Émile Rey

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Émile Rey
Emile Rey (1846 - 1895).jpg
Personal information
Nationality Italian
Born August 1846
La Saxe, Courmayeur, Kingdom of Sardinia
Died 24 August 1895(1895-08-24) (aged 48–49)
Dent du Géant, France
Residence Courmayeur, Aosta Valley
Occupation Mountain guide, joiner, carpenter
Climbing career
Known for First ascents around Courmayeur
First ascents Aiguille Noire de Peuterey, Peuterey Ridge, Aiguille Blanche de Peuterey, Aiguille de Talèfre
Updated on 19 December 2015.

Émile Rey (August 1846 – 24 August 1895) was an alpine mountain guide from Aosta Valley in Italy. Dubbed "the Prince of Guides" in Courmayeur, he was one of the most renowned guides at the end of the 19th century, making many first ascents on some of the highest and most difficult mountains in the Mont Blanc massif of the Alps.[1] He has been described as "one of the greatest guides of his generation."[2][3]:125

Biography

Rey was born and lived his life in La Saxe, a small hamlet near Courmayeur.[1] By trade, he was a menuisier (joiner or carpenter), and is known to have contributed to the construction of a number of the alpine huts used at that time by mountaineers to reach more easily the high summits. These huts included the refuges of the Grand Paradis, Col du Géant, Aiguilles Grises and Grandes Jorasses.[4]:133

Rey's career as a mountain guide did not begin until the "great age of conquest" of the Alps was over. Unlike many of his contemporaries, he did not learn his craft by serving an apprenticeship with other, older guides. One British mountaineer wrote in detail about Rey's achievements in "Pioneers of the Alps" (1888)[4]:133

His reputation as one of the first rock-climbers in the Alps, and the position he holds among other guides, are the result of his own aptitude and ability, the great enthusiasm he has for his profession, and the energy and earnestness with which he pursues it.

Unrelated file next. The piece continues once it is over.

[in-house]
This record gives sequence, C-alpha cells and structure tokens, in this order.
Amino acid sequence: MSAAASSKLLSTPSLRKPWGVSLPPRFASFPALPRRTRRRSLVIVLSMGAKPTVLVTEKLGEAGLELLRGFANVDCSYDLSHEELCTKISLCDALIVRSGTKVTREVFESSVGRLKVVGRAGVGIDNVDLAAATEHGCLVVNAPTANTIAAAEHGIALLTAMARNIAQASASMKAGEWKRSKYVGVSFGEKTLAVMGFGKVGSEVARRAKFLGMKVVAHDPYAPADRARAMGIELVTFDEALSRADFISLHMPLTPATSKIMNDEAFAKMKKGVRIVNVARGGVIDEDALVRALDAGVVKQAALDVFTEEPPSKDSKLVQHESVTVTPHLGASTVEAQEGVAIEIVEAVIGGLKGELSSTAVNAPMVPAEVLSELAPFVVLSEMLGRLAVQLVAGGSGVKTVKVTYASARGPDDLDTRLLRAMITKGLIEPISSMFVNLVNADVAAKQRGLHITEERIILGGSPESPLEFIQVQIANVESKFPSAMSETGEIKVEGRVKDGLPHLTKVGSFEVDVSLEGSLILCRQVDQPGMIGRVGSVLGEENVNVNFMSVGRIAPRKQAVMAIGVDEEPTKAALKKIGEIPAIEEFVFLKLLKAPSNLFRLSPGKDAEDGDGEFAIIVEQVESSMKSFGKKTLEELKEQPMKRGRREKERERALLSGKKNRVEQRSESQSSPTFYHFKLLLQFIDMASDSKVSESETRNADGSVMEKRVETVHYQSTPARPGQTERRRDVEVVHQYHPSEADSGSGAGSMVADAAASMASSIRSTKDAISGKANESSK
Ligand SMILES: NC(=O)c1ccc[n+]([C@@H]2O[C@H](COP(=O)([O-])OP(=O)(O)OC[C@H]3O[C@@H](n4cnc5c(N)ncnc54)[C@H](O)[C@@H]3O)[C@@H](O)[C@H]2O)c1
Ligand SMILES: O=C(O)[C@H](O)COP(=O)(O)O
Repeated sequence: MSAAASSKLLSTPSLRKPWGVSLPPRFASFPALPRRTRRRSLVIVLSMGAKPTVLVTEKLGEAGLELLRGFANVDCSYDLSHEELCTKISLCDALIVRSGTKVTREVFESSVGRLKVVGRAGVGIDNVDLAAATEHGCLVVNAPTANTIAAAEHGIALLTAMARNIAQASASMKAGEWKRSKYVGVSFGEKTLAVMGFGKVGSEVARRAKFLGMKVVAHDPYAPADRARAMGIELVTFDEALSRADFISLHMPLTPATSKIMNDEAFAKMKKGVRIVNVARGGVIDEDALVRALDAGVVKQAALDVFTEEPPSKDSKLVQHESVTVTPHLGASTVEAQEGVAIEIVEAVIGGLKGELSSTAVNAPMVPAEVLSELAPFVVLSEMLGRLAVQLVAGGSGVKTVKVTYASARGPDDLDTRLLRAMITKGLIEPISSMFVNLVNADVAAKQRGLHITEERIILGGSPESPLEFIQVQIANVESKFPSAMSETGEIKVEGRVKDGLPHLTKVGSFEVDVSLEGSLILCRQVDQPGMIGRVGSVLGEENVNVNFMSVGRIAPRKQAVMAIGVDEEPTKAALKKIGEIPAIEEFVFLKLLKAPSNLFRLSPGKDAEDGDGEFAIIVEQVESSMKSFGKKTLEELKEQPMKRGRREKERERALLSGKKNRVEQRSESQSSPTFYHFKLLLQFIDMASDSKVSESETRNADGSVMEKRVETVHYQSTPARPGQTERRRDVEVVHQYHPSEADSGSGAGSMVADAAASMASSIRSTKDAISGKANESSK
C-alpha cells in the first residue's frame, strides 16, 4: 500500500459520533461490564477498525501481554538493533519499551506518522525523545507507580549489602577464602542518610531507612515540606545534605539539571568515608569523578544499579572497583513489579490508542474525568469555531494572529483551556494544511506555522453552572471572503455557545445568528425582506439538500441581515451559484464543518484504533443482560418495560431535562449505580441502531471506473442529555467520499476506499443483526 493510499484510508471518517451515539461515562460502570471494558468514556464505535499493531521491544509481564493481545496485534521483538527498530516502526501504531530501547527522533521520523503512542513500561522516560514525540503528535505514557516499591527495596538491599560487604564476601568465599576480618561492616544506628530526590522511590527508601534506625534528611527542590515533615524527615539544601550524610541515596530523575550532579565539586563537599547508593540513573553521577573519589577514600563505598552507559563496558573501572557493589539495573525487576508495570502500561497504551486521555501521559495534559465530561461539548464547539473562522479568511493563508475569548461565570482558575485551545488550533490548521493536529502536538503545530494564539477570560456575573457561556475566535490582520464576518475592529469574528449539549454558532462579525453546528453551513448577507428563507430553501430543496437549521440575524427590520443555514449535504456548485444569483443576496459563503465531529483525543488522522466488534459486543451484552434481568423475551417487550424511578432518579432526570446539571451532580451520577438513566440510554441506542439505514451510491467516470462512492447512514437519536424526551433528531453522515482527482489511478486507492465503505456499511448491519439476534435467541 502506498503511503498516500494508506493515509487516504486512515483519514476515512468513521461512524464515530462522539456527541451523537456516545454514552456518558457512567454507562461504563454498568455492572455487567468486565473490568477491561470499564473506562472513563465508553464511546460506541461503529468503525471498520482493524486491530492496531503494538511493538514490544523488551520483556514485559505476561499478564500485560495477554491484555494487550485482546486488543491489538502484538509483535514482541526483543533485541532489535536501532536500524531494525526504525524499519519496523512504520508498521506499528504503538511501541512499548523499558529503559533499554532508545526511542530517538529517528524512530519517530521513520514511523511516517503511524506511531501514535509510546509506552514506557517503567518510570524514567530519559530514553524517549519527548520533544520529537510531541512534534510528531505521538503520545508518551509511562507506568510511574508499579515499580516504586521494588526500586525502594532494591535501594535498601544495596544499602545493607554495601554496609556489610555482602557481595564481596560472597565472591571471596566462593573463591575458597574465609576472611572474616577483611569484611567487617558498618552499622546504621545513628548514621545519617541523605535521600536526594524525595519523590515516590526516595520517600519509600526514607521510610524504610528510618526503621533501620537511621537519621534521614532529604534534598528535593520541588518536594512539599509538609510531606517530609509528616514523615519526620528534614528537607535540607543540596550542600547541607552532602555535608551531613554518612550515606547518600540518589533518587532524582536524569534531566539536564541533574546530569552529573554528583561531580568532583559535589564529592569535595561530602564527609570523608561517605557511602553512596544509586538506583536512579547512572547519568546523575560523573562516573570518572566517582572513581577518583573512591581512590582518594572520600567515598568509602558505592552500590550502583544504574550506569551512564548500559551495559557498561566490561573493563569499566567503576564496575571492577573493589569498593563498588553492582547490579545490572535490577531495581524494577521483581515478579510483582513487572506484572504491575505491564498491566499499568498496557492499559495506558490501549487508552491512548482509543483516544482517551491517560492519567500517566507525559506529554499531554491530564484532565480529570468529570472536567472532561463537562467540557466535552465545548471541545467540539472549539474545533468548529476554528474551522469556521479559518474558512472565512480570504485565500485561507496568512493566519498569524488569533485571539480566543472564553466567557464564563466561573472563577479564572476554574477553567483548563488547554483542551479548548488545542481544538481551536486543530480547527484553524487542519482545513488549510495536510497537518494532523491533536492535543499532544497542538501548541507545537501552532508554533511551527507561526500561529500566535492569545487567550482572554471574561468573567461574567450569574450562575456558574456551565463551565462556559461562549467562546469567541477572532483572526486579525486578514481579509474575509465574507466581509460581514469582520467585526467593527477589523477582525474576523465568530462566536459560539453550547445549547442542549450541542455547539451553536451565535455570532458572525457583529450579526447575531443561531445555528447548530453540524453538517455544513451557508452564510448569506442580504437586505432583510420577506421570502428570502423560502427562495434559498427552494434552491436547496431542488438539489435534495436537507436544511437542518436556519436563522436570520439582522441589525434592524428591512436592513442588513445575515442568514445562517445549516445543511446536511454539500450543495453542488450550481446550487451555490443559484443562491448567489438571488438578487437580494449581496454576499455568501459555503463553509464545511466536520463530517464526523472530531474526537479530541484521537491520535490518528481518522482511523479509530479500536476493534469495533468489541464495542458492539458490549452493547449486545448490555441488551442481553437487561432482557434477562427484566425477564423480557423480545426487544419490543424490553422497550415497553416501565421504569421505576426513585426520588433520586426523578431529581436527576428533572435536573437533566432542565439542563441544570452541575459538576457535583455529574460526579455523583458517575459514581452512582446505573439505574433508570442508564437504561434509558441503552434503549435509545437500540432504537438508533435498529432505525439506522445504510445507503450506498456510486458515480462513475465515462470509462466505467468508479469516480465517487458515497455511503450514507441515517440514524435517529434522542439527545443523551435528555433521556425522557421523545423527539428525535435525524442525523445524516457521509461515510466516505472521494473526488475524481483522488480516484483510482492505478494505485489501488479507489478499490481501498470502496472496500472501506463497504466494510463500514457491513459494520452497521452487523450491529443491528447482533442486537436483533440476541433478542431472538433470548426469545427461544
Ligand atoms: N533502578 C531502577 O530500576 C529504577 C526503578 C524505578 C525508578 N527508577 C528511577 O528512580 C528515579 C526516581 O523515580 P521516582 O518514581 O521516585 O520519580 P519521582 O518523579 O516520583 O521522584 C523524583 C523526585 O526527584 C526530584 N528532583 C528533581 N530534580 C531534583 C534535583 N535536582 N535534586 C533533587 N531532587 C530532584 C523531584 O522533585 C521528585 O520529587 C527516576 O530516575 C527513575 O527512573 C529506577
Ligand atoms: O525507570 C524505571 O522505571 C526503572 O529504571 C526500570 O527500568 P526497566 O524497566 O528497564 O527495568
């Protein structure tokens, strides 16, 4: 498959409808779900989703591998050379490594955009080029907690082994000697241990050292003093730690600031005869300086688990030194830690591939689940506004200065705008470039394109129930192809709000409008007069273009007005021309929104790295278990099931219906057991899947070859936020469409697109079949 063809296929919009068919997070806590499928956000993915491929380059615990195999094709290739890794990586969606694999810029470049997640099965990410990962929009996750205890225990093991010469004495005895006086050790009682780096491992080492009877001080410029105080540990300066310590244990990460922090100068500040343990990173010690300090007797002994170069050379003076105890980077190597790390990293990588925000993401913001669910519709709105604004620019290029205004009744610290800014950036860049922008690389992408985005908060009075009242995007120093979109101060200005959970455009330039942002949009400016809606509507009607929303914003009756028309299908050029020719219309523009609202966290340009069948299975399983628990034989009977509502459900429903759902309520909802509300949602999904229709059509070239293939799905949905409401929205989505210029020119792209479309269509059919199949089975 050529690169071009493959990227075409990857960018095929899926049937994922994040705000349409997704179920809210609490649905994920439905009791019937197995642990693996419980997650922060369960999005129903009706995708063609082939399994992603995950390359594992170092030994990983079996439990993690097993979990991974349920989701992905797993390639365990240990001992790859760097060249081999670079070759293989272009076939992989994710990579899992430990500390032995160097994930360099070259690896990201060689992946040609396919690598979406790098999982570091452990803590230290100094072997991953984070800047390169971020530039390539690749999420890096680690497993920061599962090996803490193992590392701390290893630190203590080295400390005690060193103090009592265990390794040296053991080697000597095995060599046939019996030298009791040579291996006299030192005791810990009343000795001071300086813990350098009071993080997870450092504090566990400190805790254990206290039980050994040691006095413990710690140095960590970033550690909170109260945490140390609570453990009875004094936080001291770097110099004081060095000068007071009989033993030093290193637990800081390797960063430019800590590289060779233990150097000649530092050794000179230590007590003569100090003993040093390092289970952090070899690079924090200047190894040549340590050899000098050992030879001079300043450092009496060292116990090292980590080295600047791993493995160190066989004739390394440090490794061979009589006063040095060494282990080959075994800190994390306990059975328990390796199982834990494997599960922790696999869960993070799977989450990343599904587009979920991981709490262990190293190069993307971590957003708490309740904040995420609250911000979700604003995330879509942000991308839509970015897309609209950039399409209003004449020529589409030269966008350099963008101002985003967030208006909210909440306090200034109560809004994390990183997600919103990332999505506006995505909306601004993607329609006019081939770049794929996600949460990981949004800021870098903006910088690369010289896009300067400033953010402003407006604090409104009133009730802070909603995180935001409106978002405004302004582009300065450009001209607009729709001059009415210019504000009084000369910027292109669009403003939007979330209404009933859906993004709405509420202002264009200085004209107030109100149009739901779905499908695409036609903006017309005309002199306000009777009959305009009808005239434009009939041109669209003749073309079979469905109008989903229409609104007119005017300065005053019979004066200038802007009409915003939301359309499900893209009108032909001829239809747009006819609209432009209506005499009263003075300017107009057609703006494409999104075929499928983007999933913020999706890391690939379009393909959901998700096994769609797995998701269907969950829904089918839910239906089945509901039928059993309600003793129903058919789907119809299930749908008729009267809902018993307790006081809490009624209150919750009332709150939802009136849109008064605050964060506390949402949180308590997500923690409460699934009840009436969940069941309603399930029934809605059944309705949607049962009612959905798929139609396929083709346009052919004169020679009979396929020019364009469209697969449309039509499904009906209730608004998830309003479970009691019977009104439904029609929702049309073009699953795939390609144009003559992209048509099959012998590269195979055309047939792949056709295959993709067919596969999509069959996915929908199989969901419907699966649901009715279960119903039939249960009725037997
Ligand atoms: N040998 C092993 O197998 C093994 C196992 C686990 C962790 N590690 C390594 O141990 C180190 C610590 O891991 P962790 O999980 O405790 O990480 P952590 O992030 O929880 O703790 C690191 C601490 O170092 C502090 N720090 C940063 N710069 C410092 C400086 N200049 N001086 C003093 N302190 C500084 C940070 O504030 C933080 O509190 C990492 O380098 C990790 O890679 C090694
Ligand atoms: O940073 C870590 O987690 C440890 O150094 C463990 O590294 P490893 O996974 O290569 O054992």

— C.D. Cunningham 1888

The first offer that Rey received of a long-term engagement as a guide came only after he had reached the age of thirty, when Lord Wentworth retained him for the greater part of the 1876 climbing season, and for the subsequent two seasons. In 1877 they made notable first ascents together of the Aiguille (Noire) de Peuterey, and Les Jumeaux de Valtournanche. However it was with two other clients, J. Baumann and John Oakley Maund, that Rey started to make his name as one of the most skillful and boldest rock-climbers in the Alps. Not all of their attempts at bold new routes were successful, including their attempt at the Aiguille du Plan from the Plan des Aiguilles.[4]:132

Another unsuccessful, but nevertheless very bold early attempt took place in 1881 when J. Baumann, Rey, and his two fellow guides, Johann Juan and J. Maurer, attempted to climb the Eiger's Mittellegi ridge. They were thwarted by the difficult big step on that ridge which is nowadays adorned with a fixed rope strung from it, and which was finally climbed for the first time in 1925. Referring to their unsuccessful attempt, J. Baumann wrote about his guide's efforts:[4]:132

Rey alone and unroped succeeded in turning a very difficult overhanging rock, and proceeded along the arete to a point which has never before been reached.

— Baumann on Rey
The Mittellegi ridge on the Eiger

Rey's first major achievement as a mountaineer and guide came in 1877 when he successfully made the first ever ascent of the Aiguille Noire de Peuterey.[5] Thereafter, Mont Blanc became an important venue for his mountaineering exploits, and he had many regular wealthy clients from across Europe, including Elizabeth Hawkins-Whitshed,[3] Paul Güssfeldt[6]:194 and Prince Luigi Amedeo, Duke of the Abruzzi.[7]

In 1882, Rey was leader of a team that retrieved the bodies of Francis Maitland Balfour and his guide Johann Petrus, who together had attempted to make the first ascent of the Aiguille Blanche de Peuterey. Balfour had invited Rey to join his party, but Rey declined, considering the snow to be in a dangerous condition.[8] It was to be another three years later before Rey was involved in the first successful attempt to reach its summit.[5]:133

Commenting in the Alpine Journal on the series of audacious first ascents and new routes that had recently taken place on the Aiguille Blanche de Peuterey, the soldier and mountaineer, J. P. Farrar, who was later to become president of the Alpine Club, noted:[9]

The evolution of these expeditions, among the greatest ever carried out in the Alps, is exceedingly interesting, nor will the names of the greatest guides who rendered their employers such brilliant service be readily forgotten, least of all that of the Italian, Émile Rey, who played such a leading role in the expeditions of 1880, 1885 and 1893.

— J. P. Farrar

Rey's was married to Faustina Vercelin[10] and had sons Adolphe and Henri, the eldest, and a grandson, Emile. He was evidently very proud of his children.[11]:36 Adolphe Rey (fr) (1878–1969) went on to become a mountain guide like his father.

First ascents

He made more than a dozen first ascents, to-wit:

  • 1877: First ascent of the Aiguille Noire de Peuterey with Lord Wentworth (the grandson of Lord Byron) and Jean-Baptiste Bich on 5 August.[12][13]:89